Jervis paused his work again, as he considered how to respond to these further inquiries; “Quite simply put the staff were as scared of Bolton as the rest of us were; perhaps in some cases more so, with the threat of being put in with the prisoners if they sympathized with them being held over their heads. As for what else… well,” he left off soldering, “not really. Come now, I’ve answered three questions, and that is enough.” He beamed at her jokingly, but made a shooing motion to indicate he meant what he said (or at least, he said what he meant) “It’s late, to bed with you, or I’ll have the Red Queen run you off your feet for staying in one place for so long.”
So, with reluctant and slightly unsure goodnights, Alice retired to the bedroom, Jervis taking to the age-worn chaise lounge, casting his long blue coat over his legs as he reclined, sleep far from his mind even as it took him. Took him back to a time and place that he had no desire to return to, but would never really leave.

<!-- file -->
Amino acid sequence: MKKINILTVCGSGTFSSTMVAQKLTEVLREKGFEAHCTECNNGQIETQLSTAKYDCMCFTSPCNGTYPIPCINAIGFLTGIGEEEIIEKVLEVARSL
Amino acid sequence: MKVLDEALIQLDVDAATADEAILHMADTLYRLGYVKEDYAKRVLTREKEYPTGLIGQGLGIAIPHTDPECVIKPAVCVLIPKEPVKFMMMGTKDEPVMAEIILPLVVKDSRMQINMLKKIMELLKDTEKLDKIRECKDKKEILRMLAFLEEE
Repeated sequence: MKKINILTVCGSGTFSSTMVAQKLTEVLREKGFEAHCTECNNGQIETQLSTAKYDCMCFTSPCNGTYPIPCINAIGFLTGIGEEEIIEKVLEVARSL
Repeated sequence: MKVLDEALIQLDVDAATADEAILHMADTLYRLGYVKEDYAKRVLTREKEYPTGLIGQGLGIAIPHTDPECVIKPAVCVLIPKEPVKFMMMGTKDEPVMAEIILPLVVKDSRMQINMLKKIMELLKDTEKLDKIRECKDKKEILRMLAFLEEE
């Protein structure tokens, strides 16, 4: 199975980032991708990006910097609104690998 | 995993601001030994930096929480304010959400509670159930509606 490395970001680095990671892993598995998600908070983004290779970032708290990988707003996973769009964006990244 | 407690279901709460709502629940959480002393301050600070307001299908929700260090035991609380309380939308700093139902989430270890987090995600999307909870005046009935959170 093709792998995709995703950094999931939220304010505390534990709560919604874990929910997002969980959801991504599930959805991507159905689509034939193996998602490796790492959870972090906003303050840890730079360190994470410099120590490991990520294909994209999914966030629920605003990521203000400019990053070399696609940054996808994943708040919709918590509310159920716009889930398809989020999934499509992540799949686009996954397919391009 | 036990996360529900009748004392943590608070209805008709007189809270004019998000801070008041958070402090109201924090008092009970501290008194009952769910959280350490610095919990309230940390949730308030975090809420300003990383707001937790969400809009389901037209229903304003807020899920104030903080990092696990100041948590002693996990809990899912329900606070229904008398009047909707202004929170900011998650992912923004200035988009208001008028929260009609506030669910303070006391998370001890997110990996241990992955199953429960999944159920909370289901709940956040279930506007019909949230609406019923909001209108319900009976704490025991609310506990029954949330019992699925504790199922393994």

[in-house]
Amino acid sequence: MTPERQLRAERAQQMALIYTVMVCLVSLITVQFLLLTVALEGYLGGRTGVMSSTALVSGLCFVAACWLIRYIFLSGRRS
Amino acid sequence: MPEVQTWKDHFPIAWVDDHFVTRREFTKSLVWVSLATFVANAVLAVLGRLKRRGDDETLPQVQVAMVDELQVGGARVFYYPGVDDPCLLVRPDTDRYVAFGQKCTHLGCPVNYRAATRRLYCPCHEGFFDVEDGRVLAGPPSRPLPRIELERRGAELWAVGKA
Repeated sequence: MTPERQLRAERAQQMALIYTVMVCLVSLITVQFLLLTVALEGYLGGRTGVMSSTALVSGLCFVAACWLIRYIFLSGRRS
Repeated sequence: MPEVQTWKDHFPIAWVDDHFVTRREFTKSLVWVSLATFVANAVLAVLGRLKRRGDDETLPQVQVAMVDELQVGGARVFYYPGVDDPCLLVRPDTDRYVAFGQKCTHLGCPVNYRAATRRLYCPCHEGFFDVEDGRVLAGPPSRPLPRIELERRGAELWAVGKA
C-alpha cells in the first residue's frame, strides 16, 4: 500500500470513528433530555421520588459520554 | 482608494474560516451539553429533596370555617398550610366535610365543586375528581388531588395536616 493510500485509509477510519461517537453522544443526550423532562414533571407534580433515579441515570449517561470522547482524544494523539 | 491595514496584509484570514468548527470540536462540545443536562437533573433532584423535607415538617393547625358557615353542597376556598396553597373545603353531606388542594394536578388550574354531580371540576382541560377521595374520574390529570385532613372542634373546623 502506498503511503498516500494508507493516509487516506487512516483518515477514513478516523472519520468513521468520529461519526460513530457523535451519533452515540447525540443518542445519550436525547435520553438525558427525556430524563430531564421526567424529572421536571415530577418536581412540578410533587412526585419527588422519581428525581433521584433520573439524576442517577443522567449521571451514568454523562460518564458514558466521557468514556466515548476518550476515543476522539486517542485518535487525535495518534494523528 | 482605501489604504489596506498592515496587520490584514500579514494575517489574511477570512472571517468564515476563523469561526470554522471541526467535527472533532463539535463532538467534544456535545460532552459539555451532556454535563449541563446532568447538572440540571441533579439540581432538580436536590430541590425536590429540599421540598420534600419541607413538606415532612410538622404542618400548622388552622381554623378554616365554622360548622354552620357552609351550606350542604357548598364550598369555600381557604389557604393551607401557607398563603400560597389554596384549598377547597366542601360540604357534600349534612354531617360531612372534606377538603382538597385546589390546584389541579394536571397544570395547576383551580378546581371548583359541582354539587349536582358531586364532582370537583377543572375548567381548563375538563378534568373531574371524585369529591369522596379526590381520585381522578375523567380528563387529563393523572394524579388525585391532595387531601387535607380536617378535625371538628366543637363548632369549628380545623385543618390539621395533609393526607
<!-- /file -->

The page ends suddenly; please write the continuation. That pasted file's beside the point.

Three weeks since returning to a familiar place that was no longer familiar, no longer a sort of running joke to the collection of brilliant, twisted minds that it contained. Perhaps there was some argument to be made that this was for the good. That this extreme oppression that had squashed almost all thoughts of rebellion out of their heads and hearts was doing the city a great service, quelling a great force of evil that would otherwise still be running free to blow up innocent civilians and raid banks and employ ridiculous props in attempts to kill a man who dressed up like a bat every night.